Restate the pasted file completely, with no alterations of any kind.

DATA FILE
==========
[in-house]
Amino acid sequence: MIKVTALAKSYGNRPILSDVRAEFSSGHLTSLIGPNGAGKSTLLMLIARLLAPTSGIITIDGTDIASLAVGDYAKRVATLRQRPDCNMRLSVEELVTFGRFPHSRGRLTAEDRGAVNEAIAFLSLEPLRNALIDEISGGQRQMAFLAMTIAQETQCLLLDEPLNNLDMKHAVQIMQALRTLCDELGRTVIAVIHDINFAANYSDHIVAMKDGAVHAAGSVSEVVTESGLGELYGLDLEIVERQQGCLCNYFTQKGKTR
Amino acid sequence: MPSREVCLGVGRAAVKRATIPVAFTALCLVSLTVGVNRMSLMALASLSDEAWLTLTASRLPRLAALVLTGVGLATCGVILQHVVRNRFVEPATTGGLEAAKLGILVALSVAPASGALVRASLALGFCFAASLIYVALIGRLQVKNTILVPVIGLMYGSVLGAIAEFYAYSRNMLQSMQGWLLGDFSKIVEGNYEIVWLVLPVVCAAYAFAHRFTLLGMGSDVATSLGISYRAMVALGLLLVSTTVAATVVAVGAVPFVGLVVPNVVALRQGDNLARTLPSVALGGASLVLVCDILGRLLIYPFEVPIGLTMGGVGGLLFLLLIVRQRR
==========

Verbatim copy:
[in-house]
Amino acid sequence: MIKVTALAKSYGNRPILSDVRAEFSSGHLTSLIGPNGAGKSTLLMLIARLLAPTSGIITIDGTDIASLAVGDYAKRVATLRQRPDCNMRLSVEELVTFGRFPHSRGRLTAEDRGAVNEAIAFLSLEPLRNALIDEISGGQRQMAFLAMTIAQETQCLLLDEPLNNLDMKHAVQIMQALRTLCDELGRTVIAVIHDINFAANYSDHIVAMKDGAVHAAGSVSEVVTESGLGELYGLDLEIVERQQGCLCNYFTQKGKTR
Amino acid sequence: MPSREVCLGVGRAAVKRATIPVAFTALCLVSLTVGVNRMSLMALASLSDEAWLTLTASRLPRLAALVLTGVGLATCGVILQHVVRNRFVEPATTGGLEAAKLGILVALSVAPASGALVRASLALGFCFAASLIYVALIGRLQVKNTILVPVIGLMYGSVLGAIAEFYAYSRNMLQSMQGWLLGDFSKIVEGNYEIVWLVLPVVCAAYAFAHRFTLLGMGSDVATSLGISYRAMVALGLLLVSTTVAATVVAVGAVPFVGLVVPNVVALRQGDNLARTLPSVALGGASLVLVCDILGRLLIYPFEVPIGLTMGGVGGLLFLLLIVRQRR